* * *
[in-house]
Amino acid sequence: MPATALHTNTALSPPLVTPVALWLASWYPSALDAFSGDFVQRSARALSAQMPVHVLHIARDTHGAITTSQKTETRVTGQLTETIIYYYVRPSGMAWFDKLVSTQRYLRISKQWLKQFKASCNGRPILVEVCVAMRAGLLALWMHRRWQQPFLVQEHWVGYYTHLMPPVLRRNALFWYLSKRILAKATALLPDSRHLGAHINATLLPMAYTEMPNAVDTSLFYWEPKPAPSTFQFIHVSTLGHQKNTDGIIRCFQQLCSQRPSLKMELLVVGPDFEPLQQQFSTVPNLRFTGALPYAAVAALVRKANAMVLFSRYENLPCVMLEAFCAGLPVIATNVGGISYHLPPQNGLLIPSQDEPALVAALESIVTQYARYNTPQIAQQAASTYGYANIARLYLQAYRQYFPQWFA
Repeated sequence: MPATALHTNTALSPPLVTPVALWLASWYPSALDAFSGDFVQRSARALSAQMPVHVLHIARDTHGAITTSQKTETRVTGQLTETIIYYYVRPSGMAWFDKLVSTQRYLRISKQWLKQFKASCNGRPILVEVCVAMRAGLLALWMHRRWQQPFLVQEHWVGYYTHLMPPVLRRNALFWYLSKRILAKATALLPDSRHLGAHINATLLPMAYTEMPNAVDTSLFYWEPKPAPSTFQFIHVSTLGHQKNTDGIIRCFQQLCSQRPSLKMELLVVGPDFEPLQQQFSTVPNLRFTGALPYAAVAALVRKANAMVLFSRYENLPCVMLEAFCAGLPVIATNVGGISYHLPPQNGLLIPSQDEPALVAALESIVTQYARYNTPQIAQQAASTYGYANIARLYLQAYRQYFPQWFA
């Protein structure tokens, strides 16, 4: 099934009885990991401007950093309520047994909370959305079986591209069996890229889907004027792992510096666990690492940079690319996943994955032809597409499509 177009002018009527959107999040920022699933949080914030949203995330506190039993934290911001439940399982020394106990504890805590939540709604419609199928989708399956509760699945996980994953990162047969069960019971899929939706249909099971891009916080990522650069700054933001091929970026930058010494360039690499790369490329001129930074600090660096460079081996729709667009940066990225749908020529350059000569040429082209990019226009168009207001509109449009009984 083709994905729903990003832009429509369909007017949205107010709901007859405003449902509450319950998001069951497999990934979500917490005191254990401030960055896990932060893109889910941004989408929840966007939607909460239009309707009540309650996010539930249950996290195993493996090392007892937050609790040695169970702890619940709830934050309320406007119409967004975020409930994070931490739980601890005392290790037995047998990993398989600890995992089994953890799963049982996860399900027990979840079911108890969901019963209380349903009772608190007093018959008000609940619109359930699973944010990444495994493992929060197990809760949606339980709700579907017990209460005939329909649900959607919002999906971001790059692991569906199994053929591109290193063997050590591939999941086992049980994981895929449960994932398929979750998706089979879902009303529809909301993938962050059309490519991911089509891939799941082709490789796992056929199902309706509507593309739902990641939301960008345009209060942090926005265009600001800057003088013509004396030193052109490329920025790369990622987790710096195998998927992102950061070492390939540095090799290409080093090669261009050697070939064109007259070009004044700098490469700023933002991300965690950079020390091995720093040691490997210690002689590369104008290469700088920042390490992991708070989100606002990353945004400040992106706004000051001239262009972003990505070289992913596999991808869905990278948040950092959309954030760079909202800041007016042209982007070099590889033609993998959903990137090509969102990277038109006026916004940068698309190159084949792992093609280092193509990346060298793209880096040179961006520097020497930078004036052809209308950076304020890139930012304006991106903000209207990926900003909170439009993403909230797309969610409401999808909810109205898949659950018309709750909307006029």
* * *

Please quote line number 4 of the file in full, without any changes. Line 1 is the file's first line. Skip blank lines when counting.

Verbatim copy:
């Protein structure tokens, strides 16, 4: 099934009885990991401007950093309520047994909370959305079986591209069996890229889907004027792992510096666990690492940079690319996943994955032809597409499509 177009002018009527959107999040920022699933949080914030949203995330506190039993934290911001439940399982020394106990504890805590939540709604419609199928989708399956509760699945996980994953990162047969069960019971899929939706249909099971891009916080990522650069700054933001091929970026930058010494360039690499790369490329001129930074600090660096460079081996729709667009940066990225749908020529350059000569040429082209990019226009168009207001509109449009009984 083709994905729903990003832009429509369909007017949205107010709901007859405003449902509450319950998001069951497999990934979500917490005191254990401030960055896990932060893109889910941004989408929840966007939607909460239009309707009540309650996010539930249950996290195993493996090392007892937050609790040695169970702890619940709830934050309320406007119409967004975020409930994070931490739980601890005392290790037995047998990993398989600890995992089994953890799963049982996860399900027990979840079911108890969901019963209380349903009772608190007093018959008000609940619109359930699973944010990444495994493992929060197990809760949606339980709700579907017990209460005939329909649900959607919002999906971001790059692991569906199994053929591109290193063997050590591939999941086992049980994981895929449960994932398929979750998706089979879902009303529809909301993938962050059309490519991911089509891939799941082709490789796992056929199902309706509507593309739902990641939301960008345009209060942090926005265009600001800057003088013509004396030193052109490329920025790369990622987790710096195998998927992102950061070492390939540095090799290409080093090669261009050697070939064109007259070009004044700098490469700023933002991300965690950079020390091995720093040691490997210690002689590369104008290469700088920042390490992991708070989100606002990353945004400040992106706004000051001239262009972003990505070289992913596999991808869905990278948040950092959309954030760079909202800041007016042209982007070099590889033609993998959903990137090509969102990277038109006026916004940068698309190159084949792992093609280092193509990346060298793209880096040179961006520097020497930078004036052809209308950076304020890139930012304006991106903000209207990926900003909170439009993403909230797309969610409401999808909810109205898949659950018309709750909307006029």